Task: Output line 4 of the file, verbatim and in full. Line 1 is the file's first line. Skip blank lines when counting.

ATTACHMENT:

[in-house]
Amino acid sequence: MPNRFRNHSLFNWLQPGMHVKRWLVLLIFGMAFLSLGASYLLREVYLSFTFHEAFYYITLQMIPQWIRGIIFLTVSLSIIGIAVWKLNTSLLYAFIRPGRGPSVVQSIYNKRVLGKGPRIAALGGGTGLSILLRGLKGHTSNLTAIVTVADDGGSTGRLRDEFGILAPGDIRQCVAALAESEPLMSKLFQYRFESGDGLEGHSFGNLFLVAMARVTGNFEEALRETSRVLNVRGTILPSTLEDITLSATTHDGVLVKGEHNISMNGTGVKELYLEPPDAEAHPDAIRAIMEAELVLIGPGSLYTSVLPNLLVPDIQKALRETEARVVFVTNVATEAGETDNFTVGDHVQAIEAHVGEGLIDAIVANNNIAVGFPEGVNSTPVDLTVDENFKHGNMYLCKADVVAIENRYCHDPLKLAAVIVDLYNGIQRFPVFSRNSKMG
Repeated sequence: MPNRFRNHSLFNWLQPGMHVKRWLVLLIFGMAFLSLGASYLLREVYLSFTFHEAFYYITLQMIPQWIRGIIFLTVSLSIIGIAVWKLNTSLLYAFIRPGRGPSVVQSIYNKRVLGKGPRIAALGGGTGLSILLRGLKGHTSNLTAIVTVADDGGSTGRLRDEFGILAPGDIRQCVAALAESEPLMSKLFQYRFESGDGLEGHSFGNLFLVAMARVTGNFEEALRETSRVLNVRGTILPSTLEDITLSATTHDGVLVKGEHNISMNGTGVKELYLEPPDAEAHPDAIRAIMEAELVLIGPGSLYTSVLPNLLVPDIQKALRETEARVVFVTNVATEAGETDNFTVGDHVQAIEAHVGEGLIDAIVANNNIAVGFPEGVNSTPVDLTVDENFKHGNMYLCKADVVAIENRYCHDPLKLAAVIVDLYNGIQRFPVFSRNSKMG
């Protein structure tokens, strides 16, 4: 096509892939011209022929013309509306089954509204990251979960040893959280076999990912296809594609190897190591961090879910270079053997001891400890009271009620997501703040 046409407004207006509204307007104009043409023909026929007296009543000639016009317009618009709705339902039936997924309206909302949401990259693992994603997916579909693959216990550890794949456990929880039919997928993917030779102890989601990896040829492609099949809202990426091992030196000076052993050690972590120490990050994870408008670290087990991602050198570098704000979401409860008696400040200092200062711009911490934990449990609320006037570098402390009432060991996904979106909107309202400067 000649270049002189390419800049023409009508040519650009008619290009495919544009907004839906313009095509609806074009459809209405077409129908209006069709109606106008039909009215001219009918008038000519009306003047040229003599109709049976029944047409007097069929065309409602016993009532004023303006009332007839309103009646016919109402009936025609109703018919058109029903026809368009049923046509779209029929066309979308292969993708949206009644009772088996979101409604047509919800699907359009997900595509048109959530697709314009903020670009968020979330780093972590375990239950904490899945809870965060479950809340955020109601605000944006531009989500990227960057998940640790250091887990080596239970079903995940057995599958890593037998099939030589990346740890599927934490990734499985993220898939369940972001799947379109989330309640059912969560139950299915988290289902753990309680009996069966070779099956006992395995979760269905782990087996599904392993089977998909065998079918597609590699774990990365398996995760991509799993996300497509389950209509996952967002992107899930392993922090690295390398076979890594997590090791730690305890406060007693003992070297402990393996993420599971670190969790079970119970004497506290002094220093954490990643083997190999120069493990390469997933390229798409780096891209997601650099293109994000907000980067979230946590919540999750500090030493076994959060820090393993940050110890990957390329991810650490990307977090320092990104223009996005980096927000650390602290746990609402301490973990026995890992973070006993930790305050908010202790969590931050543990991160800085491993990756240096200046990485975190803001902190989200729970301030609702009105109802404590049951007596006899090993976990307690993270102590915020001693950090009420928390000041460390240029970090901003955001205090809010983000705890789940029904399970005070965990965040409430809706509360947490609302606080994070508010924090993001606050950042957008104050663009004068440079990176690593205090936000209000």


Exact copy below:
């Protein structure tokens, strides 16, 4: 096509892939011209022929013309509306089954509204990251979960040893959280076999990912296809594609190897190591961090879910270079053997001891400890009271009620997501703040 046409407004207006509204307007104009043409023909026929007296009543000639016009317009618009709705339902039936997924309206909302949401990259693992994603997916579909693959216990550890794949456990929880039919997928993917030779102890989601990896040829492609099949809202990426091992030196000076052993050690972590120490990050994870408008670290087990991602050198570098704000979401409860008696400040200092200062711009911490934990449990609320006037570098402390009432060991996904979106909107309202400067 000649270049002189390419800049023409009508040519650009008619290009495919544009907004839906313009095509609806074009459809209405077409129908209006069709109606106008039909009215001219009918008038000519009306003047040229003599109709049976029944047409007097069929065309409602016993009532004023303006009332007839309103009646016919109402009936025609109703018919058109029903026809368009049923046509779209029929066309979308292969993708949206009644009772088996979101409604047509919800699907359009997900595509048109959530697709314009903020670009968020979330780093972590375990239950904490899945809870965060479950809340955020109601605000944006531009989500990227960057998940640790250091887990080596239970079903995940057995599958890593037998099939030589990346740890599927934490990734499985993220898939369940972001799947379109989330309640059912969560139950299915988290289902753990309680009996069966070779099956006992395995979760269905782990087996599904392993089977998909065998079918597609590699774990990365398996995760991509799993996300497509389950209509996952967002992107899930392993922090690295390398076979890594997590090791730690305890406060007693003992070297402990393996993420599971670190969790079970119970004497506290002094220093954490990643083997190999120069493990390469997933390229798409780096891209997601650099293109994000907000980067979230946590919540999750500090030493076994959060820090393993940050110890990957390329991810650490990307977090320092990104223009996005980096927000650390602290746990609402301490973990026995890992973070006993930790305050908010202790969590931050543990991160800085491993990756240096200046990485975190803001902190989200729970301030609702009105109802404590049951007596006899090993976990307690993270102590915020001693950090009420928390000041460390240029970090901003955001205090809010983000705890789940029904399970005070965990965040409430809706509360947490609302606080994070508010924090993001606050950042957008104050663009004068440079990176690593205090936000209000």